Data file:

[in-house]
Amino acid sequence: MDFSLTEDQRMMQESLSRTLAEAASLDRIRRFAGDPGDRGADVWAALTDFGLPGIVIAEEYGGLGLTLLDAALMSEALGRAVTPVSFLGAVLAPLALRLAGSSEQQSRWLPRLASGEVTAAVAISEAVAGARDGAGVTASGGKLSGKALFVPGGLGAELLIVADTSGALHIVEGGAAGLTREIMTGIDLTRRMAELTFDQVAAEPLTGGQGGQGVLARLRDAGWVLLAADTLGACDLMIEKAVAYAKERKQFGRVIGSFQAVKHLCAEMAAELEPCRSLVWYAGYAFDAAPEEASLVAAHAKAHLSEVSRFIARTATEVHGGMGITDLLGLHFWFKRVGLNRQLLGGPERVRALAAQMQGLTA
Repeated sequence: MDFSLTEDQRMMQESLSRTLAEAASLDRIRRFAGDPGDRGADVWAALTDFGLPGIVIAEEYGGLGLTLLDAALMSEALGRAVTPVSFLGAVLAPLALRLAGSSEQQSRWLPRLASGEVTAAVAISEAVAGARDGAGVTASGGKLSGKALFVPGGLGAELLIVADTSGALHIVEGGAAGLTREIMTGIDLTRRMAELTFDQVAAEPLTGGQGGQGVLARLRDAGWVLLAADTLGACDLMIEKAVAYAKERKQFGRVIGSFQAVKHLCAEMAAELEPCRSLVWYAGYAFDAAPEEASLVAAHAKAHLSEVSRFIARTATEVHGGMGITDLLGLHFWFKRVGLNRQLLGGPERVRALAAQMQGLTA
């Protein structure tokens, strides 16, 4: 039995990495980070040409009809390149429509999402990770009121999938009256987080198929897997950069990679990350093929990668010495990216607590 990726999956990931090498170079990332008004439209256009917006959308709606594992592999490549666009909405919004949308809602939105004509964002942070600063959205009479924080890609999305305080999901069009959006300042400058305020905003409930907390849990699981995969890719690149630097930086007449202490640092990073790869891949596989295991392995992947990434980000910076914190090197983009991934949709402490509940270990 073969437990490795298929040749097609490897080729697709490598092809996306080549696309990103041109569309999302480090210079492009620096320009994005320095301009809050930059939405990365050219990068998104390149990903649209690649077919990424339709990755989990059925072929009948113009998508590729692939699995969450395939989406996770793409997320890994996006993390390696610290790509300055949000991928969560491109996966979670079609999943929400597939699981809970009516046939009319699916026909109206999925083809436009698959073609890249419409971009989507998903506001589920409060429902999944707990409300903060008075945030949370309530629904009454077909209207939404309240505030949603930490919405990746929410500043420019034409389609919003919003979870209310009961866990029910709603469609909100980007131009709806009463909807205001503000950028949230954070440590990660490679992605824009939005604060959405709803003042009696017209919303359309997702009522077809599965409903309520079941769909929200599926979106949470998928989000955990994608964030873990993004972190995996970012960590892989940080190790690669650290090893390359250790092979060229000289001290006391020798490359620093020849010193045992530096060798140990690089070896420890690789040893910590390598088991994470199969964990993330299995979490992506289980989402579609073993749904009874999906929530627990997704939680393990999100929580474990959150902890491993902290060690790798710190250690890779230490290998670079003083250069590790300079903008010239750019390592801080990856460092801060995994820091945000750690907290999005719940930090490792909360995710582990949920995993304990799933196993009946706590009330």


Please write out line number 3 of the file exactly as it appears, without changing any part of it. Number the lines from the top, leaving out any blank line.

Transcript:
Repeated sequence: MDFSLTEDQRMMQESLSRTLAEAASLDRIRRFAGDPGDRGADVWAALTDFGLPGIVIAEEYGGLGLTLLDAALMSEALGRAVTPVSFLGAVLAPLALRLAGSSEQQSRWLPRLASGEVTAAVAISEAVAGARDGAGVTASGGKLSGKALFVPGGLGAELLIVADTSGALHIVEGGAAGLTREIMTGIDLTRRMAELTFDQVAAEPLTGGQGGQGVLARLRDAGWVLLAADTLGACDLMIEKAVAYAKERKQFGRVIGSFQAVKHLCAEMAAELEPCRSLVWYAGYAFDAAPEEASLVAAHAKAHLSEVSRFIARTATEVHGGMGITDLLGLHFWFKRVGLNRQLLGGPERVRALAAQMQGLTA